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TV Pop Diaries
Pop Music on British Television 1955 - 1999

"The following programme contains...naughty bits..."


Thames Television had decided to retire the failing talent show Opportunity Knocks amid persistent rumours of vote rigging and to avoid any further potential scandal involving its host Hughie Green. The drama parlour game Whodunnit filled the gap until a new replacement could be found. Luckily for Thames they wouldn’t have to go far to find it.


Everett hadn't been seen on television in some time. His voice-over job on weekly game show Celebrity Squares in the mid-seventies was the only show to give him any kind of regular credit. His Nice Time, Kenny Everett Explosion, Ev and Top Of The Pops appearances were well behind him and his radio career in the seventies had veered franticly from the national BBC channels, to BBC local radio, to national radio again, and then to one of the new commercial radio stations, Capital. Luck was on Thames’ side for once as Capital was located next door to Thames's Euston Road studios.


Famous for his imaginative use of audio gimmickry he would be well suited to the visual side of pop as new camera and computer trickery was just being introduced by companies like Quantel and Reilly which would allow images to re-size, spin, flip and do anything the producers desired.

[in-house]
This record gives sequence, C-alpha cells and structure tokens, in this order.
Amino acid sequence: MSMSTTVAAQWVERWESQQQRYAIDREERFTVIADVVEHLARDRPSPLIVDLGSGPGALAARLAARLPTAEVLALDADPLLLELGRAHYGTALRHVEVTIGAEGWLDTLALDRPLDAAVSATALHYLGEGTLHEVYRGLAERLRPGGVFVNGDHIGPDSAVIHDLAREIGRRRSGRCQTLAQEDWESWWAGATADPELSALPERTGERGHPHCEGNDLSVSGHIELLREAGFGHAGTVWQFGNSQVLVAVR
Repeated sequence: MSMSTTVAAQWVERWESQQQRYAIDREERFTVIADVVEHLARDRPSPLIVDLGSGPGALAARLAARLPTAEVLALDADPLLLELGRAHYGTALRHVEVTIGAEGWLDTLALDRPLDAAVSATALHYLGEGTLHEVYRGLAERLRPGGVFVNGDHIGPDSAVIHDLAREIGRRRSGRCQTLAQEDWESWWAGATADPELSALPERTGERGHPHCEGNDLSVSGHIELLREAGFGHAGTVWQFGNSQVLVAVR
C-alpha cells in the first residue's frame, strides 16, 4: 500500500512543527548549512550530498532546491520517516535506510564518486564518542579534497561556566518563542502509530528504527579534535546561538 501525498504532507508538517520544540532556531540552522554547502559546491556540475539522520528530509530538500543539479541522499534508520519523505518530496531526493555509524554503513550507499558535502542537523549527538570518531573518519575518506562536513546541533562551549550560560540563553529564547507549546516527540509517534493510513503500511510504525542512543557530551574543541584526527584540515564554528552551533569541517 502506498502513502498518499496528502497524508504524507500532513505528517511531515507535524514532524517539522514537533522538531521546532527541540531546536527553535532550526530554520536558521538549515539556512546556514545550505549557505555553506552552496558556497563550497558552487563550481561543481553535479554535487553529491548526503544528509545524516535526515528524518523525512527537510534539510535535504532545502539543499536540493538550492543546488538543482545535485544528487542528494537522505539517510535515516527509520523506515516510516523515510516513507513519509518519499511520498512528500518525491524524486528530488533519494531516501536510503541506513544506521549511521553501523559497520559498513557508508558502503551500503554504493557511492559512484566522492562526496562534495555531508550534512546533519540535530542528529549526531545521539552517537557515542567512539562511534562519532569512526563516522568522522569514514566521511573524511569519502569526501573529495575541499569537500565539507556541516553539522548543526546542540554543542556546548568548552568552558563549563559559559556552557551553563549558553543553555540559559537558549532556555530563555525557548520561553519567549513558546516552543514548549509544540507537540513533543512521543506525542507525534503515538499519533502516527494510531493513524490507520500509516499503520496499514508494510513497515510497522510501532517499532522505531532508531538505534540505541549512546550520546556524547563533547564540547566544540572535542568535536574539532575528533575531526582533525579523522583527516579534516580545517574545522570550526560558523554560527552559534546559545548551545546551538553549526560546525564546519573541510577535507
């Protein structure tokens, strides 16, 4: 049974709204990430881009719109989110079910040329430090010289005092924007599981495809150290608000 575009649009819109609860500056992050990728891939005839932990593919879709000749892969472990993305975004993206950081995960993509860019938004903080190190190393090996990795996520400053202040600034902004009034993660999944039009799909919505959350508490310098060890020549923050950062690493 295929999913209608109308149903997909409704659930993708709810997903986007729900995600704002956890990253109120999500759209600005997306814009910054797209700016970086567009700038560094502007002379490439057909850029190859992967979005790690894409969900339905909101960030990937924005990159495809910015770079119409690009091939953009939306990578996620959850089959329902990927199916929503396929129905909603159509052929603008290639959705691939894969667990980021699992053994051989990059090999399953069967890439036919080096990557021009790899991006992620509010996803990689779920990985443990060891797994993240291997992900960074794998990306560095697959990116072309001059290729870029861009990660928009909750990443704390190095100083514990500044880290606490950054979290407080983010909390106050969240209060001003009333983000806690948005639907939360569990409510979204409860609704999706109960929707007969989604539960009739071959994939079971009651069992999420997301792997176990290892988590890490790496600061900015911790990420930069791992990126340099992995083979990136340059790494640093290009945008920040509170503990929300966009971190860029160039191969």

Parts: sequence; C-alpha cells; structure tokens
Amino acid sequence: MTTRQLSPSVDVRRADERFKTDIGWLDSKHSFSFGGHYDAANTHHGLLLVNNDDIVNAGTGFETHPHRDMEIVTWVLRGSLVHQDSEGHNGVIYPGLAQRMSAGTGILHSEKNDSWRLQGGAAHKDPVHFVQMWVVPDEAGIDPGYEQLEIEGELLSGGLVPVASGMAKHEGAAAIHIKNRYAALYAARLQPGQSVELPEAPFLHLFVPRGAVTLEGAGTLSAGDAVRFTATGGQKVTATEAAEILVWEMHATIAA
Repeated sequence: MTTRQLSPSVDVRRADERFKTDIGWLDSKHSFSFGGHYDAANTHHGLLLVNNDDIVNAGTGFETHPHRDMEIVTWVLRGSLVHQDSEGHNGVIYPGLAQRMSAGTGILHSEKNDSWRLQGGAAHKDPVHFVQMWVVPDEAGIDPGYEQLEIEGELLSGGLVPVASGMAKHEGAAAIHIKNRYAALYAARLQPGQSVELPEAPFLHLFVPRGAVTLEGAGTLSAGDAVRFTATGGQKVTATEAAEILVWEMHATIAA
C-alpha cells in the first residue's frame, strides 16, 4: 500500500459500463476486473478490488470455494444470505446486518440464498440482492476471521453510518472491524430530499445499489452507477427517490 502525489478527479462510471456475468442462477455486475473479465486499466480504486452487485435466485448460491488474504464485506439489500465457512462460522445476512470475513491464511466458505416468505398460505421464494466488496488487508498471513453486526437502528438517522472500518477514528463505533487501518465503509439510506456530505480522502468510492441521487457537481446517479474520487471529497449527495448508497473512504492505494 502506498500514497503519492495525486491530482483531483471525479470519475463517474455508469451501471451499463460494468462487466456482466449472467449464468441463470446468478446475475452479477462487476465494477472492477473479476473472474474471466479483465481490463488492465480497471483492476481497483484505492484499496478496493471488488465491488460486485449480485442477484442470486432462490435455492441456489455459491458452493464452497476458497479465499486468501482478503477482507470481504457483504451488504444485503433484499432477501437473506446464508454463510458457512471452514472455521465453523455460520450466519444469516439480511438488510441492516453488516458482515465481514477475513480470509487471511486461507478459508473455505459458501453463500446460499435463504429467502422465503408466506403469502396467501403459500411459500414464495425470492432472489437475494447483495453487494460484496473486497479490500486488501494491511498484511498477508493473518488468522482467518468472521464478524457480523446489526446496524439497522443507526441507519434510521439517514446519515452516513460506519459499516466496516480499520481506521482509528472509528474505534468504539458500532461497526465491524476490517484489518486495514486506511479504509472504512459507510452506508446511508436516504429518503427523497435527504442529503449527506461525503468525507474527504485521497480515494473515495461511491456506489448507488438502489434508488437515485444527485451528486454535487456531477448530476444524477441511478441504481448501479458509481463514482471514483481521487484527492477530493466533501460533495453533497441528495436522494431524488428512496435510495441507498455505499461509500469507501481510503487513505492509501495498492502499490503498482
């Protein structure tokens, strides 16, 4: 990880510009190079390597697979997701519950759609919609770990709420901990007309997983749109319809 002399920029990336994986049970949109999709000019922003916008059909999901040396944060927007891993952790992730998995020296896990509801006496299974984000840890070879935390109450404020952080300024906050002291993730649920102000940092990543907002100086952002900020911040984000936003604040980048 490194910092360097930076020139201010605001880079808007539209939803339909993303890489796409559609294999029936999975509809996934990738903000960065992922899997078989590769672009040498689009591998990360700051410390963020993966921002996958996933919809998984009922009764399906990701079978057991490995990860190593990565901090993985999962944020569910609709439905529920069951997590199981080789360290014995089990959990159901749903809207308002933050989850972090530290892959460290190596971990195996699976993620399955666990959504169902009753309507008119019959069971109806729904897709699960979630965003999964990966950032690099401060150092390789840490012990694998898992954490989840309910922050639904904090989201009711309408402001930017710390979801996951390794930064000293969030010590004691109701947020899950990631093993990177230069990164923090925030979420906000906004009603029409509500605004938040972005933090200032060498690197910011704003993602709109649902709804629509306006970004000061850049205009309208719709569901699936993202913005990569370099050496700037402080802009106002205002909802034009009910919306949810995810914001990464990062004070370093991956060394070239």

The show would be directed by ex-Shindig director David Mallet and together they used cameras, props and sets in a way the audience hadn't really seen before, while gags were provided by Ray Cameron (McIntyre), Barry Cryer, Dick Vosburgh (for the first series) and Everett himself. Whether it was a gesture of faith or mere convenience but Thames had given Everett Hughie Green's former dressing room and office.


Everett wouldn't just be there to link pop videos and special guests, he would create characters and perform to a small audience of cameramen, floor managers and make up girls. For the first series we met Sid Snot, the baby in the pram, Spod, 'Mary Whitehouse', Wonder Tart, Angry of Mayfair and Dick Thrust. In addition, Cosgrave-Hall Productions would supply a weekly three minute cartoon version of his Capital Radio space hero Captain Kremmen.


Director Mallet told the Daily Mirror at the time of the show's launch "For the last four months the whole of Thames Television has been contributing ideas. Even cameramen come onto the floor with a joke and that doesn't happen often. It is all written as we go. We don't have an audience. The laughter you hear is all the other people working on the show." No-one was used to seeing the host make mistakes, take after take after take, all of which would be kept in the show for the public's amusement. Everett himself complained to Music Week "TV is sane and predicable at the moment, and we want a show that is ad- libbed, full of mistakes even."


Philip Jenkinson who had found film clips for The Kenny Everett Explosion was given the same job this time around, finding wacky adverts and short cartoons.


Everett’s use of tame smut would be enhanced by sexy dance troupe Arlene Phillips' Hot Gossip, whose weekly "naughty bit" guaranteed the show an audience of young boys and their dads who still yearned for Pan's People on Top Of The Pops. Hot Gossip were not new to TV however, having appeared on BBC1’s David Essex show a year before. As a result of the success of the show Everett had now become hot property and would crop up in several editions of Bruce Forsyth's Big Night Out for London Weekend later in the year. More success came the following year when the show won Best Light Entertainment Programme at the BAFTAs, while the 1979 New Year special The Didn’t Quite Make It In Time For Christmas Show became ITV’s entry for the Montreaux Television Festival.